By Carla Kaplan
White disavowals of racism are not new. History shows that racism and its disavowal have existed in tandem for decades, sometimes mutually reinforcing one another and sometimes in genuine opposition, a tension often shifting polarities with lightning speed. This is why the question of what makes white allies effective in antiracist movements has always been so fraught. Biographies warn us that there are no easy answers.
One hundred years ago, as I detail in Miss Anne in Harlem: The White Women of the Black Renaissance, an unlikely band of white women tried to be allies in the cultural-political explosion known as the Harlem Renaissance. Some were primitivists who found Black culture exotic. Some were social workers. Some came for love. Others for adventure. A few were antiracist activists with a long history of struggle. A few believed they had privileged access to Blackness. “I am a Black God,” wealthy white patron Charlotte Osgood Mason declared; white British heiress Nancy Cunard claimed, “I speak as if I were a Negro myself.” They had the notion that they could—and should—act as “voluntary Negroes.” All proclaimed their good intentions, wanting to be something other than “Miss Anne,” which was how the Black community designated, and denigrated, white women as a group.
Sometimes these women offered important insights into whiteness. Annie Nathan Meyer, a Barnard founder and friend of Zora Neale Hurston, wrote a play in 1924 about a white southern woman’s desire for a Black man. Seeking to expose the myth that Black men threaten white women, Black Souls showed that white women like its protagonist Luella, even with the best of intentions, pose the real threat and danger. In the play’s dramatic climax, local whites see Luella throw herself into the arms of a Black man, who is lynched as a consequence. Luella is powerless to stop the murder that is carried on in her name. The play concludes with her ineffectual cries: “Stop, stop I say.” Black Souls shows that some of the most barbarous acts carry a banner of good intentions and that white feelings too easily oil the machinery of racism.
In exposing the myth of the Black rapist, the play goes a long way toward explaining the murderous power Amy Cooper marshalled when she threatened Black birdwatcher Christian Cooper in Central Park. Black Souls also explains how white women, even those who do not act with Cooper’s overt racism, may channel the racism that gives their whiteness power.
Meyer was a “Miss Anne” of course. She was, literally, Miss Annie. But she looked at her own whiteness critically and was skeptical about white feelings. It is not enough, the play demonstrated, to mean well. White privilege can travel through such feelings just as easily as it can through negative ones. If we have learned anything from deaths such as Trayvon Martin’s, justified by laws such as Stand Your Ground—which tells white people that if they feel scared they can fire on Black people, enshrining into law a racist history of privileging white feelings about Blacks—it is that white feelings have been given far too much play in our culture.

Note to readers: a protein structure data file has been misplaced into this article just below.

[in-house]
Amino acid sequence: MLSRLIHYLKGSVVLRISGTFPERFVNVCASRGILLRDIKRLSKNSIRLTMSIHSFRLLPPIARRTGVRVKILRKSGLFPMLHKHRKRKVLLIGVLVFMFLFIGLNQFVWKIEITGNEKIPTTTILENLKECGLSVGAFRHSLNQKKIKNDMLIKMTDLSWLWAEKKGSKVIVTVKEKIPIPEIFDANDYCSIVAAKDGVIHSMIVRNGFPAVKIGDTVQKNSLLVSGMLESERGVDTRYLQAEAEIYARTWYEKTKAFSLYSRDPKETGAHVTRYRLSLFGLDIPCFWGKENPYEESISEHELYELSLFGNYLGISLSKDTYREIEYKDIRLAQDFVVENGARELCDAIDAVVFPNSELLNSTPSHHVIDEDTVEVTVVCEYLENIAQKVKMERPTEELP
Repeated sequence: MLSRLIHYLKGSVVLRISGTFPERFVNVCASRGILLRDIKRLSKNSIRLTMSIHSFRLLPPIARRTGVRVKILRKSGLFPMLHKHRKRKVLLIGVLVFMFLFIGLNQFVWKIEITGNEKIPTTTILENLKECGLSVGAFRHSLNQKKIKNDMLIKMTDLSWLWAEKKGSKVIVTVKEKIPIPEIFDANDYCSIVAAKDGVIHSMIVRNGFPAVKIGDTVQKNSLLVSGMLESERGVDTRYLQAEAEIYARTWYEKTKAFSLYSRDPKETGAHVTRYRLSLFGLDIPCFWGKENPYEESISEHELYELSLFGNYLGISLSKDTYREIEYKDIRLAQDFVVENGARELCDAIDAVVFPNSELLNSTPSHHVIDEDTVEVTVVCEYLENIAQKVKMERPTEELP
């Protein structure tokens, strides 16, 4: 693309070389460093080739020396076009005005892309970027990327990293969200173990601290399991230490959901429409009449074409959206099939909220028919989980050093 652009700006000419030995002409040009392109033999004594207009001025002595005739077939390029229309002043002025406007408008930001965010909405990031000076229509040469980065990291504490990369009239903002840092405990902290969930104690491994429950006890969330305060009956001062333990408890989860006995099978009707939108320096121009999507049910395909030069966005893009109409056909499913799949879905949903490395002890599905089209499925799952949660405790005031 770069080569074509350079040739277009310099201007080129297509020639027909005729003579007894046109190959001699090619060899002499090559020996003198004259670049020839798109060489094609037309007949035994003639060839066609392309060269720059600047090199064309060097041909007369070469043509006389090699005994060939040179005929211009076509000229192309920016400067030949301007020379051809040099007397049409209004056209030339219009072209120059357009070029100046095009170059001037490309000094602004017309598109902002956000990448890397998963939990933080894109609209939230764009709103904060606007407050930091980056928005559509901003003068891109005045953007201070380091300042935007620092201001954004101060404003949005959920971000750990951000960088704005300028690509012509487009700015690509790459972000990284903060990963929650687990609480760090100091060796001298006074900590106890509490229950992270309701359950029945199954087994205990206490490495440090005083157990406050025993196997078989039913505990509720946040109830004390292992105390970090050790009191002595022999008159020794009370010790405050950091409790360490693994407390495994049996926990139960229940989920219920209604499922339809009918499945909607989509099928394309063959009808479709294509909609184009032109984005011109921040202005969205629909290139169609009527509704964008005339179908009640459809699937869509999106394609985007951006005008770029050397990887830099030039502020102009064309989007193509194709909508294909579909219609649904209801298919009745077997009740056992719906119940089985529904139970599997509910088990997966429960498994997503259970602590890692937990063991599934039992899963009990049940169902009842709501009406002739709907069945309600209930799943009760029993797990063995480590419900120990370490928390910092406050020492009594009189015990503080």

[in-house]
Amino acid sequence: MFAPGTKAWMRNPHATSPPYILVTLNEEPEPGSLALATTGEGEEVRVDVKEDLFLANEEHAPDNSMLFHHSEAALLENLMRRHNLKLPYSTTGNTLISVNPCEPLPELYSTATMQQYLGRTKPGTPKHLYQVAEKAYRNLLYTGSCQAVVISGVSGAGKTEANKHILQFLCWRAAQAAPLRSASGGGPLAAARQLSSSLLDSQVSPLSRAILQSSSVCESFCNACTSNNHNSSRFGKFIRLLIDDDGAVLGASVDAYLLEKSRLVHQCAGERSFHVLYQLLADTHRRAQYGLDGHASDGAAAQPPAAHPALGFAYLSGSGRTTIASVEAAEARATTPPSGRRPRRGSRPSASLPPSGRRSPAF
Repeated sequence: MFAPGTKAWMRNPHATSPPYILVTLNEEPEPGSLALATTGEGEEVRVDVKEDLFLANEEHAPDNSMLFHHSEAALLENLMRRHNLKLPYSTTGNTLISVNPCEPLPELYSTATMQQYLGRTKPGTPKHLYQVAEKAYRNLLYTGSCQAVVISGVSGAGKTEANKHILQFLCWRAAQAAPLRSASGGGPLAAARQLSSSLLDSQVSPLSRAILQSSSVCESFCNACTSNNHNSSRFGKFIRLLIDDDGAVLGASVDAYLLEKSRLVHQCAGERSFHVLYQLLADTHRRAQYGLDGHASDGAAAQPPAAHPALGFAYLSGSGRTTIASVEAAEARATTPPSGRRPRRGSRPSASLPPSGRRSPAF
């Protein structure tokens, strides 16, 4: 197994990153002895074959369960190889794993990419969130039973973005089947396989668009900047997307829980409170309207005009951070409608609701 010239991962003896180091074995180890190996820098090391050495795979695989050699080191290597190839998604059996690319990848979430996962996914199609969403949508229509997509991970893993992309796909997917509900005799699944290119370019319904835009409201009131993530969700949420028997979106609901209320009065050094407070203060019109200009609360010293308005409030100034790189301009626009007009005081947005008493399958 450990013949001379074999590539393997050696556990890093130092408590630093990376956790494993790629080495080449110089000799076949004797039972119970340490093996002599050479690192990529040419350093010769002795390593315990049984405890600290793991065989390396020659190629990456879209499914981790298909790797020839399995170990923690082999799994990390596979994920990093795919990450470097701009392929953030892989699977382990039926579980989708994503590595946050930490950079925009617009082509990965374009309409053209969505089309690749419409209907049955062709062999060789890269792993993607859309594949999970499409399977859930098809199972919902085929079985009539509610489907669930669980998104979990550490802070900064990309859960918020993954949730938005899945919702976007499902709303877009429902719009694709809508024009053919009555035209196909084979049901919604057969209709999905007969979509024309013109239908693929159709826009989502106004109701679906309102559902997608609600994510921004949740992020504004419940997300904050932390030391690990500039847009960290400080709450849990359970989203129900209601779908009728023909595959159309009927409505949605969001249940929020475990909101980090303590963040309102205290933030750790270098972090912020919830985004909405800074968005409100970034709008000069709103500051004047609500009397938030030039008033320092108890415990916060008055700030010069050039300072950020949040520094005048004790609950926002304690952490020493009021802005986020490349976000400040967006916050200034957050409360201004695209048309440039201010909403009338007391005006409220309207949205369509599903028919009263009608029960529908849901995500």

What of all the white feelings now in the news? Every day we see more online statements from white people expressing solidarity with Black Lives Matter and outrage over discrimination. Most are thoughtfully worded. Sometimes they say things that seem new: disavowing white privilege, calling out systemic and institutional racism. These statements may be a good first step, but their spotlight shines on white feelings, again. Many now come from corporations eager not to lose profits by seeming un-woke. By all means, white folks should express outrage over racism. Not to do so is to be part of the problem. But expressing outrage is attenuated at best and performative (for white benefit) at worst, unless it advances and accompanies action: defunding police departments, reparations, prison abolition, legislation, massive institutional and structural change; addressing the wealth gap, climate and health injustices, and more. White outrage may lead to those transformations, but it must never stand in for them.
The most effective white allies of the Harlem Renaissance are now least known: philanthropist Amy Spingarn, librarian Ernestine Rose, playwright Annie Nathan Meyer. These women drew attention away from themselves. They left few records and made telling their stories challenging. That was by design. They believed that unlearning white privilege—not living as Miss Anne, or Karen, Barbecue Becky, or Permit Patty—means more than voicing solidarity and support. Their lesson is that racial justice cannot—must not—be based on further privileging of white feelings, again. The point remains salient today.
Carla Kaplan, Davis Distinguished Professor of American Literature at Northeastern University, is the author of Zora Neale Hurston: A Life in Letters, Miss Anne in Harlem: The White Women of the Harlem Renaissance, and a forthcoming biography of Jessica Mitford, among other books. She chairs the Editorial Board of Signs: Journal of Women in Culture and Society.